Throughout the biblical texts, music is also connected to prophecy and to dealing with evil spirits. Jesus and the apostles sang a hymn after the Last Supper, according to two of the Gospels. The Apostle Paul specifically associates singing with being filled with the Spirit in his epistle to the church at Ephesus. And, in John’s Revelation of what is constantly happening around the throne of God, there is lots of singing, sometimes accompanied by harps. Music also is part of the culmination of the creation story.
A desire to truly experience God runs deep within our veins. However, for most Christians, experiencing God is either elusive and frightening or impossible and improbable. But to the thirsty pilgrim, God’s presence is a wellspring of life. Do we fight for it, or let it fade away? Do we contend for a deeper walk with God, or complain about our life? Do we pursue God like never before, or postpone intimacy?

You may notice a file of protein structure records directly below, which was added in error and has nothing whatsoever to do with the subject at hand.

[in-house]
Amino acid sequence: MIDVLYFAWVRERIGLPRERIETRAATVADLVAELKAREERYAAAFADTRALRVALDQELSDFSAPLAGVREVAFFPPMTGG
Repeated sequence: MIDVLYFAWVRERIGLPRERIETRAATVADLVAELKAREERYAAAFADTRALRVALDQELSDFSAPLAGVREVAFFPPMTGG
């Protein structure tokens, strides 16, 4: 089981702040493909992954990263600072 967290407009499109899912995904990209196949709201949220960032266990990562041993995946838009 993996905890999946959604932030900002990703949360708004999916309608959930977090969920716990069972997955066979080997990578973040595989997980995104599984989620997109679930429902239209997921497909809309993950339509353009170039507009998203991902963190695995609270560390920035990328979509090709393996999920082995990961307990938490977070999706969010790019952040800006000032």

Why is it true that the only relationship that matters is your personal relationship to a personal Redeemer and Lord? The biblical answer to our question is clear: God made us in his image (Genesis 1:26) for personal relationship with himself (cf. Revelation 3:20). As the Westminster Shorter Catechism states, “Man’s chief end is to glorify God and to enjoy him forever.”
Transactional religion, from the Greco-Roman world to today, treats God’s word and power as instruments to be used for our purposes. We need to measure the news and everything else we experience in this fallen world through the prism of God’s unchanging, authoritative, completely true word. We need to read, pray, and worship for God’s glory rather than our own, to live for his honor above our own, to commune with our Creator for no reason except to be with our Father, to love our Lord and our neighbor for their sakes rather than ours. Anything less makes the King of the universe a means to our end. This is idolatry, and it is dangerous.